Bong Joon-ho's vastly entertaining creature feature The Host shattered box-office records in its native South Korea, which counts as an encouraging sign that Hollywood has lost its monopoly on effects-heavy escapism. But even that achievement sells short the film's specific virtues, like a daylight monster attack that could stand toe-to-toe with anything in Spielberg's oeuvre or the playful mix of tones that made Bong's previous film, Memories Of Murder, so distinctive. It can also be appreciated as a sweeping metaphor for America's toxic intervention abroad, though never to the point where it could be accused of high-mindedness. Most of all, The Host functions as a popcorn movie par excellence, loaded with the most familiar conventions, but shot through with such conviction and visual panache that even its clichés seem invigorating.
In the prologue, an American military officer orders dozens of dust-covered formaldehyde bottles to be poured down the drain, ignoring protests that the noxious liquid will go directly into the Han River, which flows into Seoul. Cut to six years later, when oafish layabout Song Kang-ho minds the riverside snack trailer owned by his family, including his scolding father Byeon Heui-bong, his young daughter Ko A-sung, and his sister Bae Du-na, who's in the national archery finals. (Not that her skills will figure into the story at some point down the line, of course.) Suddenly, on this ordinary afternoon, a giant creature with tentacles springs out of the river and starts devouring everyone in its path. When it scoops up Ko and deposits her in its sewer lair, it's up to Song and his family to rescue the girl before it's too late.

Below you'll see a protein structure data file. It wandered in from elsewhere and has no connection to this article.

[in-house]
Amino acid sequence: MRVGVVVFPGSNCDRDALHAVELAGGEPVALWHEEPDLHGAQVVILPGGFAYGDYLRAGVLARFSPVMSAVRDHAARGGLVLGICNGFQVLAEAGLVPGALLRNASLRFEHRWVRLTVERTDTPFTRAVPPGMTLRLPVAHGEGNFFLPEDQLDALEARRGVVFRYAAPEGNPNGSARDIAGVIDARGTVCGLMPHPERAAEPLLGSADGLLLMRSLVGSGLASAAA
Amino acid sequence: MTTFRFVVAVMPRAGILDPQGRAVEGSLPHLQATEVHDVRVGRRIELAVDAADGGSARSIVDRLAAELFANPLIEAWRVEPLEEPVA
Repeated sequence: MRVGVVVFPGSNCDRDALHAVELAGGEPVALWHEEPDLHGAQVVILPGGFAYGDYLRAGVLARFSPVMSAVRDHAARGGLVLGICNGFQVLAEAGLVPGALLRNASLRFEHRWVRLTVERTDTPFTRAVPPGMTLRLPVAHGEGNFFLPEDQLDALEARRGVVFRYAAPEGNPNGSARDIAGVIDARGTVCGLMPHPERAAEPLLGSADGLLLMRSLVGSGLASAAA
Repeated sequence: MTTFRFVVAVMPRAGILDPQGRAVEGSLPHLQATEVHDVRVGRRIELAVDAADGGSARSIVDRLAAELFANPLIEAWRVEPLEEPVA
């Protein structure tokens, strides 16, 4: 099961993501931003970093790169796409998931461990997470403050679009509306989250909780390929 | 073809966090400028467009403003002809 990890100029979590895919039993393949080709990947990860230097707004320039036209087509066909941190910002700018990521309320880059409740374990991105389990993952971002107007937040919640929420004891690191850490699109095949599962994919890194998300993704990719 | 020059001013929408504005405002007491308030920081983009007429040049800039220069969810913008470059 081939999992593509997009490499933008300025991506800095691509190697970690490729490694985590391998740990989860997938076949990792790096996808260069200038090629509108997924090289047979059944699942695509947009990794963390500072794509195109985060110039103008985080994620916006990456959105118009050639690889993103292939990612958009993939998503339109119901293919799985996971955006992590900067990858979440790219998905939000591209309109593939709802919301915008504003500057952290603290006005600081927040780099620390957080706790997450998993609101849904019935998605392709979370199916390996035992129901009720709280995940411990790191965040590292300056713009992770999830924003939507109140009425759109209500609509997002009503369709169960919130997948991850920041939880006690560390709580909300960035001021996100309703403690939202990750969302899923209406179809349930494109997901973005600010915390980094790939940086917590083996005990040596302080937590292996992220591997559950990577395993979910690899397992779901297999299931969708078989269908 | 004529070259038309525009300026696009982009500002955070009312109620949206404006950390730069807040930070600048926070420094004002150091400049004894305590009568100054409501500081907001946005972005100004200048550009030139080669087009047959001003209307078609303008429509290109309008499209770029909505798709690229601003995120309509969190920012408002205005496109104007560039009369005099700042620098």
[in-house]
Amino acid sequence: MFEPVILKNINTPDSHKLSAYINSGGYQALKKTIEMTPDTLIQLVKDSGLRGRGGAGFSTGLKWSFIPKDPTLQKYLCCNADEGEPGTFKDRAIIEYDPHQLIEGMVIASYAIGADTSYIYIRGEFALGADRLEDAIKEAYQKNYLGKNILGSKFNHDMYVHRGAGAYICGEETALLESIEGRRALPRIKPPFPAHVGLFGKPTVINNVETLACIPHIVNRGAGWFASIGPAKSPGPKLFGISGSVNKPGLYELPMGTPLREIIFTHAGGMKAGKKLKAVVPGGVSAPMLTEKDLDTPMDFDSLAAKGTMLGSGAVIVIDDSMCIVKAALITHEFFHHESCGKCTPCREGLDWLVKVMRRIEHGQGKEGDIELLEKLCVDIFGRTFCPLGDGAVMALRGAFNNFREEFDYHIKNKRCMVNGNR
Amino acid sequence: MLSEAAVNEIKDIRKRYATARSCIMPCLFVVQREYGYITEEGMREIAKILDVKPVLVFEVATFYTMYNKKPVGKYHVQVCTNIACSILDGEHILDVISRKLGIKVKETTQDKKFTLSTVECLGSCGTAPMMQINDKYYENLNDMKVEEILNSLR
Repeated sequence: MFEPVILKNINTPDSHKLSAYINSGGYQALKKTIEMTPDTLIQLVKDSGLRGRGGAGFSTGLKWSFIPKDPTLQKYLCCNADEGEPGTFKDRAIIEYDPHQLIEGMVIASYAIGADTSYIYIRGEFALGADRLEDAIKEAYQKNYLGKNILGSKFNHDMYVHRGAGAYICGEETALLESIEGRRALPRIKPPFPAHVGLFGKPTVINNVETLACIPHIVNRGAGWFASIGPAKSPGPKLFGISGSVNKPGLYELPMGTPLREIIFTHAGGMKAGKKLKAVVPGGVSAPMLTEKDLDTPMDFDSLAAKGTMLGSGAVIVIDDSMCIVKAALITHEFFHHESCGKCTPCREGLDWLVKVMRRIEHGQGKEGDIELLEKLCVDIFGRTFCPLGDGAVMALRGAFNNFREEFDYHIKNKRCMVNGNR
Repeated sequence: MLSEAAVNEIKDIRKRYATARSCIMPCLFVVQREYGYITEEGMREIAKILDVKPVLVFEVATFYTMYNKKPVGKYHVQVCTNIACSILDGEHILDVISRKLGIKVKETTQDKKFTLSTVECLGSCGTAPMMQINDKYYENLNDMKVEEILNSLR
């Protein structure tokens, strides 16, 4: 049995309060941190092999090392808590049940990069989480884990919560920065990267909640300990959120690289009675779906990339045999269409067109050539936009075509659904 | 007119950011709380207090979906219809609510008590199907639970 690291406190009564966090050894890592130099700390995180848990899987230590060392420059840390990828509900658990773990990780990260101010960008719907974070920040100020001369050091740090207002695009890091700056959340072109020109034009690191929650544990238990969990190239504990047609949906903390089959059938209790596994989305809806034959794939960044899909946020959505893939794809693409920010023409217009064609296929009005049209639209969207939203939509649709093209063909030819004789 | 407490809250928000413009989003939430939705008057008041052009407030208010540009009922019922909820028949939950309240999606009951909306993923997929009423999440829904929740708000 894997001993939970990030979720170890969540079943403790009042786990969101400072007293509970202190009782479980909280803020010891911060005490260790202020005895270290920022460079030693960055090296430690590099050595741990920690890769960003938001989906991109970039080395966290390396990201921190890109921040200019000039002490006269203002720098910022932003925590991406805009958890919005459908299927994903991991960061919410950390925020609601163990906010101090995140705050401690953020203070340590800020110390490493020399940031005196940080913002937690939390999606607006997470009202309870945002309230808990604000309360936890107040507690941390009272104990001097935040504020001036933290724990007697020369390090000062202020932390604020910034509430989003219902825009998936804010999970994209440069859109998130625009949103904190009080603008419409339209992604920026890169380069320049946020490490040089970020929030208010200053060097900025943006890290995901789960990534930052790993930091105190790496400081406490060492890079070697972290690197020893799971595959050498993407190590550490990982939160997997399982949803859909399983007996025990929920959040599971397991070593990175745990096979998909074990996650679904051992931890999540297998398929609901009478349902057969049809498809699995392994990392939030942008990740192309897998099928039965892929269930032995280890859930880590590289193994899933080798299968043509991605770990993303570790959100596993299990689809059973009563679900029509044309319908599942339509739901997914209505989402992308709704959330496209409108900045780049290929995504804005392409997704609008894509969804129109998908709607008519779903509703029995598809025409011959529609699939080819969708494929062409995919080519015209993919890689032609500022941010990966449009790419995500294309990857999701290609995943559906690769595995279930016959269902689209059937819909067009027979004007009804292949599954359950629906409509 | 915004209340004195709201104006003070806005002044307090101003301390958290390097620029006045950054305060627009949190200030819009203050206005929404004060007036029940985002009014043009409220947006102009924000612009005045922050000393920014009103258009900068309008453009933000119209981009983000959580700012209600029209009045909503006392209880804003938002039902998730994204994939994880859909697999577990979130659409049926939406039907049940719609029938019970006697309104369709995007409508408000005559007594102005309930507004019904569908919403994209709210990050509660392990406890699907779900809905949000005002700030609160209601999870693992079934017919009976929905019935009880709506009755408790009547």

Bong and his special-effects team take a major risk by exposing their creature to the light of day, where it could easily look cheesy or disconnected from the real environment, but the CGI could pass muster in a production with 10 times its budget. Still, what really sells the monster is Bong's impressive arsenal of old-fashioned visual tricks, like tucking crucial information in the corner of the screen or outside the frame altogether. At a full two hours, The Host could use a little trimming, especially in the sagging middle section between the first-rate opening action and slapstick sequences and the suitably gripping climactic showdown. But Bong still offers a powerful rejoinder to his Hollywood counterparts: Anything you can do, I can do better.